"I reckon there's no hurry. You're here. Tobias is here. Mudder is just down the road." Another pain rocketed across her belly. This one might rip her in two. She leaned on the counter and panted through it. "Maybe you could walk out there and tell Tobias to come on in. He can send David to get Mudder."
Susan headed toward the back door. "Lupe, Lupe, get in here," she shouted as she let the screen door slam. "We're having a baby."
Lupe shot through the door seconds later, her face lit up with a smile that Rebekah had been delighted to see more and more often in the year since the kinner had settled in with them. Her face and hands were dirty from working in the garden, the knees of the pants she insisted on wearing muddy. "Baby is coming."
"I sure hope so. Otherwise this is an awful case of indigestion."
Lupe scrunched up her face the way she always did when an English word befuddled her. "What is indigestion?"
"Never mind. Help me into the bedroom."
Tobias wasted no time in appearing by her bedside. He sent Lupe to bring a gla.s.s of water and a wet washcloth. "This is it, then?" He slid his straw hat from his head and began to knead it between his big hands. "Soon?"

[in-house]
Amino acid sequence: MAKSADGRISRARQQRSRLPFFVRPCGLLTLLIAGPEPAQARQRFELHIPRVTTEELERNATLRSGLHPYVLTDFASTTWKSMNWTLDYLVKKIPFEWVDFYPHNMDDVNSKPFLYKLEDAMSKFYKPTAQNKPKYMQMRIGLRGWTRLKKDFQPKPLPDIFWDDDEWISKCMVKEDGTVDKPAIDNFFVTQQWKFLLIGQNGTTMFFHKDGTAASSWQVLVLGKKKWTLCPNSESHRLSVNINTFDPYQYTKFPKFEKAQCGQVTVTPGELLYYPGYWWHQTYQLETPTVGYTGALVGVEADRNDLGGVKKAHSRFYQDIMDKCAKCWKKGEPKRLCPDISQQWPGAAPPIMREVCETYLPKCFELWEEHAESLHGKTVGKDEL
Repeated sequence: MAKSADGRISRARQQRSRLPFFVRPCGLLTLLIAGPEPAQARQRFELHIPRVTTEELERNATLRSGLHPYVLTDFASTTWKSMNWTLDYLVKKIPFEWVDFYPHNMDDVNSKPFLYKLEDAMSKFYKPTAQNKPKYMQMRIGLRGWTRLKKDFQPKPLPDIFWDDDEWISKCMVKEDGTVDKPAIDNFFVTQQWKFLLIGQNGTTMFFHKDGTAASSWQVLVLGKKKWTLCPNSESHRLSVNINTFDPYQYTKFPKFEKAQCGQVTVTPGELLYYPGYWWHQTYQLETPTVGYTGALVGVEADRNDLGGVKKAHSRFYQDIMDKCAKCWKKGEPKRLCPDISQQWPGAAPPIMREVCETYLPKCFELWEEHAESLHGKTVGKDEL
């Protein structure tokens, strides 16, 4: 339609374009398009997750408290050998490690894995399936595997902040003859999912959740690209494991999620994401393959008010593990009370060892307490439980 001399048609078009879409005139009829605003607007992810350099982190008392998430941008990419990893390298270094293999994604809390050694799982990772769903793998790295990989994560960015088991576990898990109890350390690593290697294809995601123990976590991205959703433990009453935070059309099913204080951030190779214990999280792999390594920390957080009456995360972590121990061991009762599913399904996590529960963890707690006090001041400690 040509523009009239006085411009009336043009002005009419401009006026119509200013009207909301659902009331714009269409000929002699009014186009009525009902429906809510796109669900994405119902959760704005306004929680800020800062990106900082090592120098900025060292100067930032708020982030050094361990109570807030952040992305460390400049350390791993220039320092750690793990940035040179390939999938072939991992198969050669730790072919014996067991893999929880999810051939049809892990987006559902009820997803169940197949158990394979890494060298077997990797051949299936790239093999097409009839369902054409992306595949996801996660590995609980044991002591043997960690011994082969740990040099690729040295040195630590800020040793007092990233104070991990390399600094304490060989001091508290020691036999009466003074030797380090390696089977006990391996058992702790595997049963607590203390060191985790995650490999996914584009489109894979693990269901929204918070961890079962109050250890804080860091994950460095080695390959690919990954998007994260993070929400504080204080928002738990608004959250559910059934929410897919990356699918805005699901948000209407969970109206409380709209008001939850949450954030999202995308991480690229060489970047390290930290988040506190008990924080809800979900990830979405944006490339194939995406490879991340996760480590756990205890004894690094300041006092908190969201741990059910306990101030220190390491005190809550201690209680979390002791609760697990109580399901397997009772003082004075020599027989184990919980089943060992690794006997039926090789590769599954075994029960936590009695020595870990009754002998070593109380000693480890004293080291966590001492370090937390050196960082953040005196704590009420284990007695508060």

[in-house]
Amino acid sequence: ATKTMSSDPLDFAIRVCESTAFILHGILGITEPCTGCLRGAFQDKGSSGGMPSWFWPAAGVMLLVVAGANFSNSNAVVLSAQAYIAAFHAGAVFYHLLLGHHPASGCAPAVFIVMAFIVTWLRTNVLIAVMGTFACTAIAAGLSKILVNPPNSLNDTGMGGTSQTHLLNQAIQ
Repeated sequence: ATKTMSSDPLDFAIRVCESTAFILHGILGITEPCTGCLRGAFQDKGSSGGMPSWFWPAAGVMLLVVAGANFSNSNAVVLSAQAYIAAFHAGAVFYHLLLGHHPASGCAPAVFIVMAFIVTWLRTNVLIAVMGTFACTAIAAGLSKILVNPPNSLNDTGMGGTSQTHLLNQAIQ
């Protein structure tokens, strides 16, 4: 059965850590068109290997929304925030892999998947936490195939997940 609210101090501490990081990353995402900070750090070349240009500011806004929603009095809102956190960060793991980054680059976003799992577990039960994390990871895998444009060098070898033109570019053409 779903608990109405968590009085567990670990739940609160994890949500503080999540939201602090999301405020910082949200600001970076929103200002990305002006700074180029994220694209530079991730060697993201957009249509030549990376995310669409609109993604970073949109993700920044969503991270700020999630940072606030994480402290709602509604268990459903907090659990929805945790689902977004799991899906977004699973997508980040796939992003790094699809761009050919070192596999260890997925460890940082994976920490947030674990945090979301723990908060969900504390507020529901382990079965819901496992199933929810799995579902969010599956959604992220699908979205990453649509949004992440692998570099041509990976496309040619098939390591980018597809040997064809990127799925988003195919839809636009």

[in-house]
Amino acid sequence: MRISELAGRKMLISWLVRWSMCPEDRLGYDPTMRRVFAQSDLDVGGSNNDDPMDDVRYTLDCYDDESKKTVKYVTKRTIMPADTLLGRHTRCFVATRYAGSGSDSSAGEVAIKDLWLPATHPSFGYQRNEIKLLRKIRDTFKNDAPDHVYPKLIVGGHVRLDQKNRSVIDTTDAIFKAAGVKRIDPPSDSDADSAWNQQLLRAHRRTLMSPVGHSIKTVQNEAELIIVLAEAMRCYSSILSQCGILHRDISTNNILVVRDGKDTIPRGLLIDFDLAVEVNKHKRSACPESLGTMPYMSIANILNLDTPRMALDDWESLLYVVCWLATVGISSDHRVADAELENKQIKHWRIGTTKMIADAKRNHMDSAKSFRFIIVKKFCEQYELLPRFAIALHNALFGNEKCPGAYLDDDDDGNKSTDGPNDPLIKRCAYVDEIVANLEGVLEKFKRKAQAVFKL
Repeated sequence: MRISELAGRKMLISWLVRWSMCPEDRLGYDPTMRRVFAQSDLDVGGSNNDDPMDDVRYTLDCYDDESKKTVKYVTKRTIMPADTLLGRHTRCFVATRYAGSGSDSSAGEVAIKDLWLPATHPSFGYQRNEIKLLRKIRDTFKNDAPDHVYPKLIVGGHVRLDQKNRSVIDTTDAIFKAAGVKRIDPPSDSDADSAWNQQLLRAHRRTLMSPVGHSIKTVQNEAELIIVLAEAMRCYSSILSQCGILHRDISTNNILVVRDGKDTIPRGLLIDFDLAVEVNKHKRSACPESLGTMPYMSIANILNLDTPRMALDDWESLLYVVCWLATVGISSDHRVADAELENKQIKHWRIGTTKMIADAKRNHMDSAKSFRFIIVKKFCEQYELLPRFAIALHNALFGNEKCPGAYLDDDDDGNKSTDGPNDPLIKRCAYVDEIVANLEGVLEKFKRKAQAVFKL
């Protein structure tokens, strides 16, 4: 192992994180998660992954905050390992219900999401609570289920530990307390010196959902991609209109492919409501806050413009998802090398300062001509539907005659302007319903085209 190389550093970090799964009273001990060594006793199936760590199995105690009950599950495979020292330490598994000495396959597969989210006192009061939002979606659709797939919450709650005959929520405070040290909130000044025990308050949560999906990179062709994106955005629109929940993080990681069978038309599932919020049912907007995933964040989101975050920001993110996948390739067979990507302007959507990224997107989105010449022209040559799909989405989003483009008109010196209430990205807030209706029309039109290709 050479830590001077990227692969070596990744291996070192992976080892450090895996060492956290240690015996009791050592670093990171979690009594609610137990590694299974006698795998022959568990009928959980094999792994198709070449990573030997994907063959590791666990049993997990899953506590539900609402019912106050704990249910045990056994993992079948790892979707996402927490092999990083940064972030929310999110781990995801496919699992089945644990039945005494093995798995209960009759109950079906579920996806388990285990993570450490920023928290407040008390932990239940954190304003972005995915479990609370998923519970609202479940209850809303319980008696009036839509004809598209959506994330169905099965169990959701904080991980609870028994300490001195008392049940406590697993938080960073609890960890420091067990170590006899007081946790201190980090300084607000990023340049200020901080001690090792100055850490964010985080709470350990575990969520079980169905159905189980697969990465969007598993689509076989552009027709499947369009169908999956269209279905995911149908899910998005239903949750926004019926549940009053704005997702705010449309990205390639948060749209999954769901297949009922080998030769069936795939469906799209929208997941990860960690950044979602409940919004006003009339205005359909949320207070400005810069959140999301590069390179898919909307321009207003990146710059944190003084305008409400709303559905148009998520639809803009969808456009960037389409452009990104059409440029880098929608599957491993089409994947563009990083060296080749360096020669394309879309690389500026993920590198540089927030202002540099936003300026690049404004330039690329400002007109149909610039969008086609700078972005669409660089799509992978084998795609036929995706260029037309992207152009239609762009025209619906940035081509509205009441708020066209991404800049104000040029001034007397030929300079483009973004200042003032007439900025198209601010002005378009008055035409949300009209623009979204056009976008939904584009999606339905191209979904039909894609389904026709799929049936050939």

"Soon you will hold your son or daughter in your arms. Today for sure." She rolled on her side to face him and tugged the hat from his hands. "You'll ruin it, you keep that up."
He knelt at her side. "Promise me you'll stay. You won't go anywhere."
"It's in Gott's hands. If your daed can face his fears and have a new bopli with Susan, we can get through it too."
"I know. I know." His Adam's apple bobbed. "It's bound to bring back memories, though, for them and for me."
"I was thinking, if it's a boy, we should name him Carl."
After a minute, understanding flashed in his eyes. "For Carlos, for Lupe and Diego's daed."
"That would be nice. They'll like that. You are such a gut person to think of that. More than I deserve." He caught her fingers in his and bowed his head. "I'm so thankful."
The silence that followed was replete with a prayer Rebekah had inscribed on her own heart. A prayer for her own unborn child, for her family, for her mann, for the blessings she'd received and didn't deserve.
"Amen," he whispered without raising his head. "Amen."
"We take each day on faith." She slid her hand through his thick hair. "Thankful for the time we've had together. What comes tomorrow, comes."